Doctors, social workers, shelter directors, clergy and law enforcement say growing numbers of migrants suffer violence that amounts to torture and are arriving at the U.S.-Mexican border in desperate need of trauma-informed medical and mental health treatment.

But resources for this specialized care are so scarce, and the network of shelters so overwhelmed by new arrivals and migrants who’ve been stuck for months by U.S. asylum policies, that only the most severe cases can be handled.

“Like a pregnant 13-year-old who fled gang rapes, and so needs help with childcare and middle school,” said Zury Reyes Borrero, a case manager in Arizona with the Center for Victims of Torture, who visited that girl when she gave birth. “We get people at their most vulnerable. Some don’t even realize they’re in the U.S.”

In the past six months, Reyes Borrero and a colleague have helped about 100 migrants at Catholic Community Services’ Casa Alitas, a shelter in Tucson, Arizona, that in December was receiving about 700 people daily released by U.S. authorities and coming from countries as distinct as Congo and Mexico.

Each visit can take hours, as the case workers try to build a rapport with migrants, focusing on empowering them, Reyes Borrero said.

“This is not a community that we talk babbling brook with… They might not have any memory that’s safe,” said Sarah Howell, who runs a clinical practice and a nonprofit treating migrant survivors of torture in Houston.

When she visits patients in their new Texas communities, they routinely introduce relatives or neighbors who also need help with severe trauma but lack the stability and safety necessary for healing.

“The estimated level of need is at least five times higher than we support,” said Leonce Byimana, director of U.S. clinical services for the Center for Victims of Torture, which operates clinics in Arizona, Georgia and Minnesota.

Most migrants are traumatized by what they left behind, as well as what they encountered en route, Byimana said. They need “first-aid mental health” as well as long-term care that’s even harder to arrange once they disperse from border-area shelters to communities across the country, he added.

Left untreated, such trauma can escalate to where it necessitates psychiatric care instead of therapy and self-help, said Dylan Corbett, Hope Border Institute’s executive director.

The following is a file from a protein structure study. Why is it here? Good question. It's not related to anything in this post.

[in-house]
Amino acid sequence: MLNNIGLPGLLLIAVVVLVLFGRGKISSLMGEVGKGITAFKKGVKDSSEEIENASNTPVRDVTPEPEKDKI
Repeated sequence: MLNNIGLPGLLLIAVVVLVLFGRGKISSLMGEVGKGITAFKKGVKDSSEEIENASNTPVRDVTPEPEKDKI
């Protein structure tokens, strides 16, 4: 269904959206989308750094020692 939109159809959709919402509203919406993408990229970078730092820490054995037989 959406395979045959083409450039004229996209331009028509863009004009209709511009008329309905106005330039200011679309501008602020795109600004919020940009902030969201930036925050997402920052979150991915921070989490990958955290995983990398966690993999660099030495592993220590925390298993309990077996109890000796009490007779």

Jesuit Refugee Service/USA, the U.S. branch of the global Catholic refugee agency, is planning to ramp up mental health resources in the coming weeks in El Paso, which has seen a surge in crossings, said its director, Joan Rosenhauer.

All along the border, the most staggering trend has been the increase in pregnant women and girls, some younger than 15, who are victims of assault and domestic violence.

Volunteers and advocates are encountering so many of these survivors that they had to focus scarce legal, medical and shelter resources on helping them, leaving hundreds of other victims of political violence and organized crime to fend for themselves.

Service providers and migrants say the most dangerous spot on journeys filled with peril at every step is “la selva” – the Darien Gap jungle separating Colombia from Panama, crossed by increasing numbers of Venezuelans, Cubans and Haitians who first moved to South America and are now seeking safer lives in the United States.

Natural perils like deadly snakes and rivers only add to the risks of an area rife with bandits preying on migrants. Loreta Salgado was months into her flight from Cuba when she crossed the Darien.

“We saw many dead, we saw people who were robbed, people who were raped. We saw that,” she repeated, her voice cracking, in a migrant shelter in El Paso a few days before Christmas.

Asked about “la selva,” some women just suck in their breath – and only later reveal having saved their daughters by speeding them along and getting raped themselves, or enduring strained relationships with their partners who were made to watch the assault, Howell said.

“I don’t think it’s the first rape that most women I’ve talked to have experienced. But it’s the most violent and the most shameful, because it was in front of other people,” Howell added.

In many cases, forensic evaluations at border clinics that document mental and physical abuse are also crucial to migrants’ asylum cases, because often no other evidence is available for court proceedings, Byimana said. Asylum is granted to those who cannot return to their countries for fear of persecution on specific grounds, including sometimes very high, systemic levels of violence against women.

But it takes years for asylum cases to be decided in U.S. immigration court, with a current backlog of more than 1.5 million people, according to Syracuse University’s Transactional Records Access Clearinghouse. And that’s with pandemic-era restrictions still in place that allow authorities to turn away or expel most asylum-seekers.

A long wait for resolution, coming on top of a long journey across multiple countries, can intensify the trauma that migrants experience, advocates say.